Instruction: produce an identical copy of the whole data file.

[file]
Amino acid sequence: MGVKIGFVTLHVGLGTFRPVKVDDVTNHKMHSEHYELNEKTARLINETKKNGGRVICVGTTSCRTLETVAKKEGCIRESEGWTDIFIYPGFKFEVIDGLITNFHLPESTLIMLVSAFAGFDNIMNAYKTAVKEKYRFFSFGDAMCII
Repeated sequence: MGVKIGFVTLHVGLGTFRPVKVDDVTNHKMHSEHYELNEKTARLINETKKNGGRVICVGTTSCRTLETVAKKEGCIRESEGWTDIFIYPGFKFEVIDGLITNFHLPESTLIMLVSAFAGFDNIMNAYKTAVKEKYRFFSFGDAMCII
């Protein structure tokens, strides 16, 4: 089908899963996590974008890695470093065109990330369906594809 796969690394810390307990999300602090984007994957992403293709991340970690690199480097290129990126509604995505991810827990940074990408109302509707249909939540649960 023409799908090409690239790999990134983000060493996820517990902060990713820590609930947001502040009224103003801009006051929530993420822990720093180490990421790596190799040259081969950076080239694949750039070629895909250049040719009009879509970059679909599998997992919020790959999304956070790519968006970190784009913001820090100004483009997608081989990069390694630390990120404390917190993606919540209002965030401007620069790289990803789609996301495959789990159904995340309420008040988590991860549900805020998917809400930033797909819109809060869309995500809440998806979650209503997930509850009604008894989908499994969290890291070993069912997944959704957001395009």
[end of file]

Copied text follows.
Amino acid sequence: MGVKIGFVTLHVGLGTFRPVKVDDVTNHKMHSEHYELNEKTARLINETKKNGGRVICVGTTSCRTLETVAKKEGCIRESEGWTDIFIYPGFKFEVIDGLITNFHLPESTLIMLVSAFAGFDNIMNAYKTAVKEKYRFFSFGDAMCII
Repeated sequence: MGVKIGFVTLHVGLGTFRPVKVDDVTNHKMHSEHYELNEKTARLINETKKNGGRVICVGTTSCRTLETVAKKEGCIRESEGWTDIFIYPGFKFEVIDGLITNFHLPESTLIMLVSAFAGFDNIMNAYKTAVKEKYRFFSFGDAMCII
């Protein structure tokens, strides 16, 4: 089908899963996590974008890695470093065109990330369906594809 796969690394810390307990999300602090984007994957992403293709991340970690690199480097290129990126509604995505991810827990940074990408109302509707249909939540649960 023409799908090409690239790999990134983000060493996820517990902060990713820590609930947001502040009224103003801009006051929530993420822990720093180490990421790596190799040259081969950076080239694949750039070629895909250049040719009009879509970059679909599998997992919020790959999304956070790519968006970190784009913001820090100004483009997608081989990069390694630390990120404390917190993606919540209002965030401007620069790289990803789609996301495959789990159904995340309420008040988590991860549900805020998917809400930033797909819109809060869309995500809440998806979650209503997930509850009604008894989908499994969290890291070993069912997944959704957001395009």